Will Sears survive or be forced to liquidate?
That was the $4.6 billion question on everyone’s mind the last Friday of 2018 as the 126-year-old retailer neared its do-or-die deadline. The cut-off — at 4 p.m. ET Dec. 28 to be exact — was the time limit the courts set for Sears Holding Corp. to secure a buyer following its Oct. 15 bankruptcy.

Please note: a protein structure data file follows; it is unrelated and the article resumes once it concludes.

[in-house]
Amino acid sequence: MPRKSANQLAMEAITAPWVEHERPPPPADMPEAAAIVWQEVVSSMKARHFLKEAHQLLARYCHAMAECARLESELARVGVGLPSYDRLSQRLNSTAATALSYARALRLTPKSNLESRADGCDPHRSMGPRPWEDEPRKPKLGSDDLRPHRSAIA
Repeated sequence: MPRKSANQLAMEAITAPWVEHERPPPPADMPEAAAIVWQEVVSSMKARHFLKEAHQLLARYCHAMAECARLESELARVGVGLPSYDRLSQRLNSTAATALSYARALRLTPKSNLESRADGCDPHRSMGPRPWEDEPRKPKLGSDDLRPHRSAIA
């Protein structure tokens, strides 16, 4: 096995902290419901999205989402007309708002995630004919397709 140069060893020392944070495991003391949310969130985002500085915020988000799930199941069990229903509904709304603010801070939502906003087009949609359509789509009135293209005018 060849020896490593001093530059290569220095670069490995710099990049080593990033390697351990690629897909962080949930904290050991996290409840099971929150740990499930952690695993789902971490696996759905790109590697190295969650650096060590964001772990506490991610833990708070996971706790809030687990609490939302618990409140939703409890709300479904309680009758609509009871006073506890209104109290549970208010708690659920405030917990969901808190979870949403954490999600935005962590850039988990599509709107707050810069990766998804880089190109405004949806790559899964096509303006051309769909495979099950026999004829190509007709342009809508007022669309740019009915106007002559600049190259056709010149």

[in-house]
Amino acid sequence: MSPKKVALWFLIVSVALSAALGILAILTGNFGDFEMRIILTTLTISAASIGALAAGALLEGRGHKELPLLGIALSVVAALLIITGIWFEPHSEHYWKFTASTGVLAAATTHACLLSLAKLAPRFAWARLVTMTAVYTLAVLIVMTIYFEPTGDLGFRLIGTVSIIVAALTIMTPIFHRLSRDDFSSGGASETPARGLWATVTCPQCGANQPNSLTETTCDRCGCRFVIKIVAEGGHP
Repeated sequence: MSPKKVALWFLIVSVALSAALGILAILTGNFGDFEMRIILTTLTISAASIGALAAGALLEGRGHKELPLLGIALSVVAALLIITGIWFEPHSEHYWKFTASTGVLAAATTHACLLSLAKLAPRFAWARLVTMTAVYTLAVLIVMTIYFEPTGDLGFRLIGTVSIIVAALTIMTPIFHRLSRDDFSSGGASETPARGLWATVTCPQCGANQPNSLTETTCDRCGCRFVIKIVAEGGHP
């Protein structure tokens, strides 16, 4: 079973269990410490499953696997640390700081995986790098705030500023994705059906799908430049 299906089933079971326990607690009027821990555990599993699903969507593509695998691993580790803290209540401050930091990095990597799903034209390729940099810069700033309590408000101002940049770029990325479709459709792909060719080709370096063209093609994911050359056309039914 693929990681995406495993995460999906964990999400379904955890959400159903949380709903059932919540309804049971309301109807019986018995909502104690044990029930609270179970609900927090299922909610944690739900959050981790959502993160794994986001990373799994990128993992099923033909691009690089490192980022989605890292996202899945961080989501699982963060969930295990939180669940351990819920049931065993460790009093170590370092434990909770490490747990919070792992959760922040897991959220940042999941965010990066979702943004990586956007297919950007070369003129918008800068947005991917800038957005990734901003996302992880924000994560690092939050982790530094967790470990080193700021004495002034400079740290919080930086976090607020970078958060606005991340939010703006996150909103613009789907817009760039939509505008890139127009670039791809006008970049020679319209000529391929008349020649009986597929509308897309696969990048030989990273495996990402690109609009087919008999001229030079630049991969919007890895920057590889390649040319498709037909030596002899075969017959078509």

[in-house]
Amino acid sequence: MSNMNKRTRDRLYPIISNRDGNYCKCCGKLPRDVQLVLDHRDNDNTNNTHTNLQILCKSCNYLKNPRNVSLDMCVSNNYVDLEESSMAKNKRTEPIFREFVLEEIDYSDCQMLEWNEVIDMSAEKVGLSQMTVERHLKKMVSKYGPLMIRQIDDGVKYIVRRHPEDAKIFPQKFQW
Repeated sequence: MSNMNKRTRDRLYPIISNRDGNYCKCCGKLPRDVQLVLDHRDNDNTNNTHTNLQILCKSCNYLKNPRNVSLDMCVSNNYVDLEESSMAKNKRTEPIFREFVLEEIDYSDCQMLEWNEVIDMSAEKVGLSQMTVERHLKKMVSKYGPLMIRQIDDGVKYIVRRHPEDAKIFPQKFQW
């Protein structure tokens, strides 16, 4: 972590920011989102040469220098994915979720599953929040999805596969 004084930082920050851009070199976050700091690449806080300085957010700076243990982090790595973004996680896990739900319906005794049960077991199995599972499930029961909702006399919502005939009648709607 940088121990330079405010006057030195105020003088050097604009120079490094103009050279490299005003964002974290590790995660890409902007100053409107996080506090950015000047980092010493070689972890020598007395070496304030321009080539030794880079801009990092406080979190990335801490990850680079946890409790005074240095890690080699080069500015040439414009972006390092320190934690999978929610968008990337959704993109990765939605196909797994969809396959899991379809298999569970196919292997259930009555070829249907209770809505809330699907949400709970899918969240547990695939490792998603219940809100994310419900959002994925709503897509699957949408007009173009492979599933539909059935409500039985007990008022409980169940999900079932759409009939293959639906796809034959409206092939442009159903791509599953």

The sale would include about 500 stores operating under the Sears and Kmart nameplates, other valuable real estate, such as the company headquarters, distribution locations, Sears Auto Centers and Sears Home Services businesses, and the Kenmore appliance and DieHard tool brands. It would also keep many Sears and Kmart stores open and save tens of thousands of jobs. A bid, any bid, would in effect be a get-out-of-bankruptcy card for Sears. The alternative: liquidate and sell the company in pieces. But the prospects were bleak from the start. In fact, the only bid was actually a proposal, made by Sears chairman Eddie Lampert through his hedge fund ESL Investments. Lampert offered $4.6 billion for the company and all its assets, which included the inventory and receivables. Kmart chairman Edward Lampert listens during a news conference to announce the merger